Freedom Of Speech Isn't Necessarily Smart Speech

Chip Greene By Chip Greene, 8th May 2015 | Follow this author | RSS Feed
Posted in Wikinut>Writing>Columns & Opinions

How the First Amendment and freedom of speech was upheld in Garland, Texas

My mother was wise

When I was growing up one of my mother's pet peeves was, "I may not agree with what you have to say but, I will defend to the death your right to say it." My mother was wise and so were the men who wrote the Constitution of the United States.
Freedom of speech is an integral part of the First Amendment of the Constitution. This doesn't necessarily mean that what you have to say is a wise thing to say. If the First Amendment only protected speech that the majority approved of we wouldn't even need freedom of speech written into the Constitution. The First Amendment is designed to protect the type of speech that is offensive to many.

Mohammad art and cartoon contest

This past week, on March 3, the First Amendment's freedom of speech clause was put to the test in Garland, Texas. Pamela Geller held a $10,000 Mohammed art and cartoon contest. Geller is the president of the AFDI, ( American Freedom Defense Initiative). The exhibit featured images of Islam's prophet in both historical and contemporary settings. In the Islamic religion drawing a likeness of Mohammed is considered blasphemous. Keller stated that, "This event will stand for free speech and show that Americans will not be cowed by violent Islamic intimidation." The event was held at the Curtis Culwell Center in Garland, Texas. In February this was the site of a Muslim conference denouncing 'Islamophobia'. It is also in response to the Charlie Hebdo massacre in France. There, the editorial staff of the paper was murdered by Islamic extremists who objected to cartoons, that were published by them.

A lone traffic cop

The Garland, Texas event required massive security. Sure enough, two Islamic extremists drove 1000 miles from Phoenix, Arizona to attack the event. They pulled up in their car and exited their vehicle wielding automatic AK-47 rifles and wearing body armor. A lone Garland, Texas traffic cop working the detail stopped the two terrorists. Using his Glock .45 caliber handgun he slew both of them before they could enter the building. He did this when he was outgunned and out-manned. He is being praised for his actions.

Permitted speech

Obviously, this contest was not a smart thing to do. But, Pamela Geller has made her point. There are numerous other examples of freedom of speech that is not intelligent but, is protected by the First Amendment.
Andres Serrano's, "Piss Christ," a photo of a crucifix in a jar of urine is one. It won a competition sponsored by the National Endowment for the Arts.
The Virgin Mary covered in dung is another.
The Westboro Baptist Church protesting against Jews and gays at military funerals is one.
All of these are protected by the First Amendment.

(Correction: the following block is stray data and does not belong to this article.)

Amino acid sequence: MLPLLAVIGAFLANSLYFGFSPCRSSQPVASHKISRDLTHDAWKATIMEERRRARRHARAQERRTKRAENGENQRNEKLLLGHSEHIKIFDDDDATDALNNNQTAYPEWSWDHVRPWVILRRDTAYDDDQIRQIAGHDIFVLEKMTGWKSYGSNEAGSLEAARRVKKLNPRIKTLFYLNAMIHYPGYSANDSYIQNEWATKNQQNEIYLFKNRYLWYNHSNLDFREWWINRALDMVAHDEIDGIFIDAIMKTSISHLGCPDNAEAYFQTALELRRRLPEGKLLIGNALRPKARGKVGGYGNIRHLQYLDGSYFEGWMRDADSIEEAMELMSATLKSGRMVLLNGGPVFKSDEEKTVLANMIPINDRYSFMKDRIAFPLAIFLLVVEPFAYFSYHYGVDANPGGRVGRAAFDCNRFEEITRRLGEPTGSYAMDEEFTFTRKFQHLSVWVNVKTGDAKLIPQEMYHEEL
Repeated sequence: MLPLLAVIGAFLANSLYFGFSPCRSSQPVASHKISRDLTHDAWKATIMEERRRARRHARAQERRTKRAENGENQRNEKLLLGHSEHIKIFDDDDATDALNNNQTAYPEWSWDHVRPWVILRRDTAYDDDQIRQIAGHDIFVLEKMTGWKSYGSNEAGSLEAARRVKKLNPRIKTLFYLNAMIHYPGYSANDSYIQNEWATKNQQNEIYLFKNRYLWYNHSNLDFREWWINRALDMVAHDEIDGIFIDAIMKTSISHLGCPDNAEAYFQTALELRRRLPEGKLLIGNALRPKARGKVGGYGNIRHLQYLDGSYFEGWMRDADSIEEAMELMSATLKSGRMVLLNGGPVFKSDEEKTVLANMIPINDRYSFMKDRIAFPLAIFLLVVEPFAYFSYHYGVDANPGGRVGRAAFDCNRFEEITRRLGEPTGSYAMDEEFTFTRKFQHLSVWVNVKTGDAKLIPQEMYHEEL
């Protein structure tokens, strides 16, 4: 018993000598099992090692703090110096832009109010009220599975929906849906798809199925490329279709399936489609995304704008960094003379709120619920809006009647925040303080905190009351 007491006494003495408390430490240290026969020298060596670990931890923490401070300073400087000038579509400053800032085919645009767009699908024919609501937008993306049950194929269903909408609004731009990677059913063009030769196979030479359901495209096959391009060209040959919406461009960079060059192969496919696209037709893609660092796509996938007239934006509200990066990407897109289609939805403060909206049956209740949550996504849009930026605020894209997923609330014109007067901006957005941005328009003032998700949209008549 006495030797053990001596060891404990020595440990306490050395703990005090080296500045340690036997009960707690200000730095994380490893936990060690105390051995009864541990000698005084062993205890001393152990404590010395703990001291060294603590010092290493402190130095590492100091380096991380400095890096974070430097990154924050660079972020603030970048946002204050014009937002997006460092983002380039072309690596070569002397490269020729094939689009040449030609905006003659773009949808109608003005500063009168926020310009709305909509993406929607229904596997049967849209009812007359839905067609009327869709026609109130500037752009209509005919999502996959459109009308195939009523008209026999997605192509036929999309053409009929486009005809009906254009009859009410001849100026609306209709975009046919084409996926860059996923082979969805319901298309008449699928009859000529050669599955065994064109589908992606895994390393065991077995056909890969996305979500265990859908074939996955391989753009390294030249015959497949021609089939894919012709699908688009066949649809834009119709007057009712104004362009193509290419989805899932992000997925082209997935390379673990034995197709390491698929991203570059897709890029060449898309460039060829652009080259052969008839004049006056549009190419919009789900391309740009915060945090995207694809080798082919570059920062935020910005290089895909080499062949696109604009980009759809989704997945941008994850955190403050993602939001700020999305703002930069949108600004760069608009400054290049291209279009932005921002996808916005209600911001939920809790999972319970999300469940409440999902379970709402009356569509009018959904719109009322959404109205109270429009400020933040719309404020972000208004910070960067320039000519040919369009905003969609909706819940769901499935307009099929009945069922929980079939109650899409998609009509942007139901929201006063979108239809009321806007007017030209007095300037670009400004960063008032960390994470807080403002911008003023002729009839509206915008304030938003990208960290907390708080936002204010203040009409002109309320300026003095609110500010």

The winner of the Garland, Texas, Mohammad art contest?
Artist, Bosch Faustein, a former Muslim. His cartoon featured a grimacing prophet Mohammed wielding a sword while saying, "You can't draw me! The artists hand is pictured wielding a pencil drawing the cartoon and saying, "That's why I drew you."
Faustein received the first prize check. He was also banned on Facebook and added to the Southern Poverty Law Center's hate list.
Pamela Geller has had a fatwa issued against her by a Muslim mufti. This is essentially a death sentence. She has subsequently increased her security detail.

Reference links and photo credits

Reference link

The First Amendment

Photo credits

The First Amendment
freedomworks.org

Pamela Geller
blog.timesunion.com

The Garland, Texas attackers
cnn.com

The winning cartoon
public domain

Tags

Freedom Of Speech, Garland, Pamela Geller, Protected Speech, Texas, The First Amendment

Meet the author

author avatar Chip Greene
I am a retired police officer, baseball enthusiast, political junkie, and published writer.
My articles will focus on crime, politics, and baseball.

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Comments

author avatar Peter B. Giblett
9th May 2015 (#)

Blasphemy has provided the church with a shield against free speech for centuries. In the West it is now generally accepted that Christian churches must accept criticism and cannot use blasphemy to stop speech in opposition to the church.

It may not be wise but the drawing of images of Mohammed is one of the most obvious ways to oppose Islamic blasphemy laws.

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author avatar Retired
10th May 2015 (#)

Islamists living in freedom-loving America ought to get used to the freedoms we all have and enjoy. Saying, sketching, or expressing in any way what we think is a right we maintain in this country.

Pamela Geller didn't give a pile of cow dung whether she offended anybody with her contest. If Islamists weren't so offensive, maybe some Americans like Geller wouldn't be offending them so much. And, if they don't like what we rightfully do in this country, it is always an option to leave.

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